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Wildfire threatens multiple cities as critical fire risk continues

ABC News logo ABC News 5/2/2022
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Wildfires are continuing to scorch through the Western U.S., fueled by high winds, low humidity and arid landscapes.

The Calf Canyon Fire and the Hermits Peak Fire in New Mexico have burned through more than 120,000 acres after they combined east of Santa Fe last week. The combined fire is only 10% contained, according to the U.S. Forest Service.

Overnight, the fire pushed north toward the cities of Cleveland and Mora, and there is a high probability that winds will push the blaze south of Mora on Monday, officials said.

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Structure protection teams are working on all sides of the fire. Firefighters are working to create a dozer line behind some homes in the area as well as a strong fire break northwest of Las Vegas, New Mexico, with southeast heavy winds threatening to push fires further into that city. The fire is also burning near Las Tusas, New Mexico, officials said.

A New Mexico National Guard Aviation soldiers execute water drops as part of firefighting efforts in northern New Mexico, May 1, 2022. © New Mexico National Guard via AP A New Mexico National Guard Aviation soldiers execute water drops as part of firefighting efforts in northern New Mexico, May 1, 2022.

Fire risk remains critical across New Mexico and into parts of western Texas on Monday, with relative humidity forecast at only 5% and winds gusting up to 50 mph.

Dangerous fire conditions have persisted throughout the region over the past several weeks.

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The Cooks Peak Fire in northern New Mexico has burned through more than 59,000 acres since it sparked on April 17 and is nearly 70% contained, according to officials.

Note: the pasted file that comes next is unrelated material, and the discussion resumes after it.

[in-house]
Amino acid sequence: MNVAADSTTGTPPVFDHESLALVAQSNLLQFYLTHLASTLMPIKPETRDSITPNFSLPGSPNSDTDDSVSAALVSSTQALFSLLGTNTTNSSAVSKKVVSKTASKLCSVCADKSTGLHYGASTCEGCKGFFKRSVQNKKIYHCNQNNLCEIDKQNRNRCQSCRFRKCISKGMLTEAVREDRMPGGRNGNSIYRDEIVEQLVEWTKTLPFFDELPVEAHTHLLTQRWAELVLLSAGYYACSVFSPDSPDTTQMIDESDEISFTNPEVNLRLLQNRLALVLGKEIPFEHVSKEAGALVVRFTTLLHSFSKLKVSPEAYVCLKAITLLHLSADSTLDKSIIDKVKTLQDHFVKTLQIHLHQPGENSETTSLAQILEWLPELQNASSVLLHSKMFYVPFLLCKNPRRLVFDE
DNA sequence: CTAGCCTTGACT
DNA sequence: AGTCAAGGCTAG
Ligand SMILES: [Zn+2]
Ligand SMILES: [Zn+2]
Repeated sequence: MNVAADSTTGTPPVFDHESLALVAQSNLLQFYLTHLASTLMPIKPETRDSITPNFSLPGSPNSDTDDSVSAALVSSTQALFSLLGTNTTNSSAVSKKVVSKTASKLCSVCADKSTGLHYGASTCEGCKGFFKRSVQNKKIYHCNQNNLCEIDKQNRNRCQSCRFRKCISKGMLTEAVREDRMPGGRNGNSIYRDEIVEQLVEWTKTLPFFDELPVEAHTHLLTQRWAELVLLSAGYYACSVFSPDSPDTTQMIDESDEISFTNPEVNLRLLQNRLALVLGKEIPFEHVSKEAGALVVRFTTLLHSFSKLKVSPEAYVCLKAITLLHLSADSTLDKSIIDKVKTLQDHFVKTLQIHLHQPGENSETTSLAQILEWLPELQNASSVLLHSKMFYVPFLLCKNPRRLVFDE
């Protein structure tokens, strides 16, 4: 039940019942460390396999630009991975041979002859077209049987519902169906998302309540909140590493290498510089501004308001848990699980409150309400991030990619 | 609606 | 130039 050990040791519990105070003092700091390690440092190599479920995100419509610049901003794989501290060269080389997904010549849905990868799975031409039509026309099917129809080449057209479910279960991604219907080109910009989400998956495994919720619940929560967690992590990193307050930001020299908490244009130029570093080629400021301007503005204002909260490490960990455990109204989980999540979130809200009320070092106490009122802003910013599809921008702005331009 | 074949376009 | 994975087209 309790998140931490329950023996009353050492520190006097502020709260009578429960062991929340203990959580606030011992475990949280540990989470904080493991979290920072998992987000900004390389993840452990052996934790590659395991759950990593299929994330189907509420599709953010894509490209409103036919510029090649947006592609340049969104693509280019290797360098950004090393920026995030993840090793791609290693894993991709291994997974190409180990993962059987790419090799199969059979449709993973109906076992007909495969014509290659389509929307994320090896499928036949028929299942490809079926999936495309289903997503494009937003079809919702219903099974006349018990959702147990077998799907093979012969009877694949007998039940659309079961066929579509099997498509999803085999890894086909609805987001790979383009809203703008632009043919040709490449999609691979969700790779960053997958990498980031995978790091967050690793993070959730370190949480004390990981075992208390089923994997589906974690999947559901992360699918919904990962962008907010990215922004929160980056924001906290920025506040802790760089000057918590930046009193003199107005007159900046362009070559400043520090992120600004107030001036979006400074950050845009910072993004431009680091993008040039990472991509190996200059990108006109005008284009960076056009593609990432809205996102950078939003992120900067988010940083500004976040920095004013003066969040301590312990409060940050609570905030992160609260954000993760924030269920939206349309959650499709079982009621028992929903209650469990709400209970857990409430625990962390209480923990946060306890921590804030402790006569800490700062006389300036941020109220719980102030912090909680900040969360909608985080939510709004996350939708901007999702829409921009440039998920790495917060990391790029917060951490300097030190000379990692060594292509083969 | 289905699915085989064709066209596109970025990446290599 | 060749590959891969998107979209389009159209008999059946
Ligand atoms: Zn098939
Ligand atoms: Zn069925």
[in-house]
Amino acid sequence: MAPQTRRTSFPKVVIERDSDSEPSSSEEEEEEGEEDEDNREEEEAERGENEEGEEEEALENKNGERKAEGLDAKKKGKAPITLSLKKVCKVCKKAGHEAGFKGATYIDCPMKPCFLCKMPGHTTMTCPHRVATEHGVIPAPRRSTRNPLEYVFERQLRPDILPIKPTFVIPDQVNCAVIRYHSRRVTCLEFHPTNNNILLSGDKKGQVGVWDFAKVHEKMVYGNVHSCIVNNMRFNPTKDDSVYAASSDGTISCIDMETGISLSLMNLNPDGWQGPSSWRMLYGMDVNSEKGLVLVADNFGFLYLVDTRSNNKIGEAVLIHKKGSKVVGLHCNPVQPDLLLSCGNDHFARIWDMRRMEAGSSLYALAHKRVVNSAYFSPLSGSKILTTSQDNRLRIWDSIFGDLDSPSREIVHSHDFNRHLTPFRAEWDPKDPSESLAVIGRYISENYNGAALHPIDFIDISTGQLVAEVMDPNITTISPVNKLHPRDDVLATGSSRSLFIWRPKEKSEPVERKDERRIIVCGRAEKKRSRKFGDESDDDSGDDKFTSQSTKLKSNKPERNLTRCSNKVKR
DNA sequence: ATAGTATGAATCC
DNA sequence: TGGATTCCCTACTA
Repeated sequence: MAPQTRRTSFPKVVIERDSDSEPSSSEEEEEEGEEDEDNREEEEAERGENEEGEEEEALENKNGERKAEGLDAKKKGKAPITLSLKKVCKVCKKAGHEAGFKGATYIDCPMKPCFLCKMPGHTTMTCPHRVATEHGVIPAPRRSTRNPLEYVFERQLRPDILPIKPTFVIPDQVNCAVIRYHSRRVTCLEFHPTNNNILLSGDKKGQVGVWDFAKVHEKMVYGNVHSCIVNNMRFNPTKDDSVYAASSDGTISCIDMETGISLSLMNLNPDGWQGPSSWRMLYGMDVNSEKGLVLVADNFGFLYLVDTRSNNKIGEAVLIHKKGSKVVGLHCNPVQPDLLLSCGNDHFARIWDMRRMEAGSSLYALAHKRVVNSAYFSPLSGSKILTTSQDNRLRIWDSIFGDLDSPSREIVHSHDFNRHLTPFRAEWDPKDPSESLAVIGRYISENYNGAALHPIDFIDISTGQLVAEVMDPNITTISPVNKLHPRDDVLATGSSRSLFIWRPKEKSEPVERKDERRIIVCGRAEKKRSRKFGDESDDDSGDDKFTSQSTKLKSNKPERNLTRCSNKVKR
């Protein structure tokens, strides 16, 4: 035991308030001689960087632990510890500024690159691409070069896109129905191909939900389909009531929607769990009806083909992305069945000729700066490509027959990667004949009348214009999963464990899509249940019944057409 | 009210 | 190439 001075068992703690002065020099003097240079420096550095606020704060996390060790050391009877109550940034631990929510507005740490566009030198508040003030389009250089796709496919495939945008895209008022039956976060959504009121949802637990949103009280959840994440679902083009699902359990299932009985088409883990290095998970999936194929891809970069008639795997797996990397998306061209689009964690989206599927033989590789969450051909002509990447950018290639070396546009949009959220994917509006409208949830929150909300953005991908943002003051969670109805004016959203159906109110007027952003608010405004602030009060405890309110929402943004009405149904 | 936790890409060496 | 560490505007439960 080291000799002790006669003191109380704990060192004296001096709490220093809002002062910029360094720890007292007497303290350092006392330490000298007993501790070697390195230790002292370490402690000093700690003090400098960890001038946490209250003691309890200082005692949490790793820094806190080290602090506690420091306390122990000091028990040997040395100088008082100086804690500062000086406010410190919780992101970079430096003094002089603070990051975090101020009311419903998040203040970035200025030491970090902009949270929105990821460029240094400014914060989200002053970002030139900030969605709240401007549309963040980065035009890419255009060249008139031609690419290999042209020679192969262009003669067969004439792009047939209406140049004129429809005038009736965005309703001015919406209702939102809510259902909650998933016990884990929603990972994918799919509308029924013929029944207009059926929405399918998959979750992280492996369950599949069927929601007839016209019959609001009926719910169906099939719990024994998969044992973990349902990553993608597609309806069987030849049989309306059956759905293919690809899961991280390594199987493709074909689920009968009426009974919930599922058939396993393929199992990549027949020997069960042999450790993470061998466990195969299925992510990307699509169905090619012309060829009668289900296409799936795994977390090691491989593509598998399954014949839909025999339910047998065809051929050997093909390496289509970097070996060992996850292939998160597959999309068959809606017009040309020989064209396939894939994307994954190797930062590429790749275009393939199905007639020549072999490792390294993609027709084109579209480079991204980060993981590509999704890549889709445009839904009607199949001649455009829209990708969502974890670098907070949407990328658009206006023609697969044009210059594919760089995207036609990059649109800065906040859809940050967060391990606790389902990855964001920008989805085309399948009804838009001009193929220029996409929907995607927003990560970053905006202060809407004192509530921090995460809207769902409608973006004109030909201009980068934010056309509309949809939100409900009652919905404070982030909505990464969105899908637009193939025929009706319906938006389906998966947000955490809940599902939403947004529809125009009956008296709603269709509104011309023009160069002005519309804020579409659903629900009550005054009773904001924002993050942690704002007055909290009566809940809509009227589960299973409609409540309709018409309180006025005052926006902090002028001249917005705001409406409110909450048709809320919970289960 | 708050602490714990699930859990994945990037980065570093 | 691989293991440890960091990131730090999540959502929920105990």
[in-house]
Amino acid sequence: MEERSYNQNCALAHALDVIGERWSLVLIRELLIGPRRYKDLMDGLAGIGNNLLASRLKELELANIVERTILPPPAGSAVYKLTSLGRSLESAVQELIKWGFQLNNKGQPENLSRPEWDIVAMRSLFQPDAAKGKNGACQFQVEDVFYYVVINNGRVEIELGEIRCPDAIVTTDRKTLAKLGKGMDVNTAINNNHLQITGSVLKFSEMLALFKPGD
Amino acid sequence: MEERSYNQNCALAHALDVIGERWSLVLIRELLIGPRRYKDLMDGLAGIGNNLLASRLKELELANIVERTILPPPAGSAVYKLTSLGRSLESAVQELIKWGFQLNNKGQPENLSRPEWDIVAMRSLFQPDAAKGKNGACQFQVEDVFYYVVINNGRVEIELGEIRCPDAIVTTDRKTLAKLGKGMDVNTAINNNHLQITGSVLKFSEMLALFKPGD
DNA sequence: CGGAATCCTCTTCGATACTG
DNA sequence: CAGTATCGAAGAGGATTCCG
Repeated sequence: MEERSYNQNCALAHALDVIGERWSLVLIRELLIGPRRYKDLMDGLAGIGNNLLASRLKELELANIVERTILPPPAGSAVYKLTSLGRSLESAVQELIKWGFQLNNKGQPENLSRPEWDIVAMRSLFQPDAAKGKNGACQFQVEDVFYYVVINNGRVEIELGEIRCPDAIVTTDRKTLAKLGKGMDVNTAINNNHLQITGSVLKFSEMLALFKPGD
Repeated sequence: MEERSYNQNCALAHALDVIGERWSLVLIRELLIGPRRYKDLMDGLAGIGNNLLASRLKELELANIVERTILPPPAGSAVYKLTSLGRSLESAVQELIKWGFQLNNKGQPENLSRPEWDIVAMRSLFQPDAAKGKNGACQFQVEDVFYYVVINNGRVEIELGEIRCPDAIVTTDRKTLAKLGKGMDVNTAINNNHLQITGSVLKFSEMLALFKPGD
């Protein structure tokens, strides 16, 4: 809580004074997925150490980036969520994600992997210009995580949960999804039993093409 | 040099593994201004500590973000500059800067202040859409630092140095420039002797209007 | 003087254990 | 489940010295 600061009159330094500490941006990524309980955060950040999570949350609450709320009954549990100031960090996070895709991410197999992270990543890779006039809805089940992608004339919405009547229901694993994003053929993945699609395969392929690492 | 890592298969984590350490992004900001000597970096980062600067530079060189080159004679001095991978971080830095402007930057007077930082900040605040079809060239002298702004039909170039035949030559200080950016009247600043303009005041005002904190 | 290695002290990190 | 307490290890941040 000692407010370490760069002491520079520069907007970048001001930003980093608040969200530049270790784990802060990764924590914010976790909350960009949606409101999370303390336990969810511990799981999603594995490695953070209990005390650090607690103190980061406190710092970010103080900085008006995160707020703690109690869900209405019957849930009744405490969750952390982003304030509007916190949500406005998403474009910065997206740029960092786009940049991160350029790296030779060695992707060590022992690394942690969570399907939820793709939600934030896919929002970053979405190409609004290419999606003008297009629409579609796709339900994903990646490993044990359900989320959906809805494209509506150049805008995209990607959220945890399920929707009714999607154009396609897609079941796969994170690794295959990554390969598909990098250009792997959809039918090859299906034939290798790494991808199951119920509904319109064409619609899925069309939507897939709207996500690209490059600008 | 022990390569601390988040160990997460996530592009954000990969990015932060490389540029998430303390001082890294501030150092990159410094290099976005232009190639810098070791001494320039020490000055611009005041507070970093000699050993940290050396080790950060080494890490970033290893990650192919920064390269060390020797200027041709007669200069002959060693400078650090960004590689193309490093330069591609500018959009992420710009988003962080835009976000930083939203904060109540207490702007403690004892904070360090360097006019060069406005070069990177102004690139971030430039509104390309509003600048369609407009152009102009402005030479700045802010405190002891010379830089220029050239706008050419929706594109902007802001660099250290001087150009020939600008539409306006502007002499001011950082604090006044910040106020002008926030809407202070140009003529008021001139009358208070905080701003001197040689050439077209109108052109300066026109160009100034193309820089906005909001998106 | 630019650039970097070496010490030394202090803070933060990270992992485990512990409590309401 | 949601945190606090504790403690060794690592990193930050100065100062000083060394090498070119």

A National Guard Aviation UH-60 Black Hawk flies as part of firefighting efforts, dropping water on the Calf Canyon/Hermits Peak fire in northern New Mexico, May, 1, 2022. © New Mexico National Guard via AP A National Guard Aviation UH-60 Black Hawk flies as part of firefighting efforts, dropping water on the Calf Canyon/Hermits Peak fire in northern New Mexico, May, 1, 2022.

Much of the West has been experiencing drought conditions for three consecutive years without any significant recovery in sight, according to the National Oceanic and Atmospheric Administration.

MORE: How climate change affects wildfires, like those in the West, and makes them worse

As global temperatures continue to rise, a decadeslong megadrought is expected to intensify and expand east, which will increase conditions for megafires to spark, according to officials.

A satellite image shows a natural color overview of fire lines of Hermits Peak wildfire, east of Santa Fe, N.M., May 1, 2022. © Maxar Technologies via Reuters A satellite image shows a natural color overview of fire lines of Hermits Peak wildfire, east of Santa Fe, N.M., May 1, 2022.

ABC News' Brittany Borer, Melissa Griffin and Irving Last contributed to this report.

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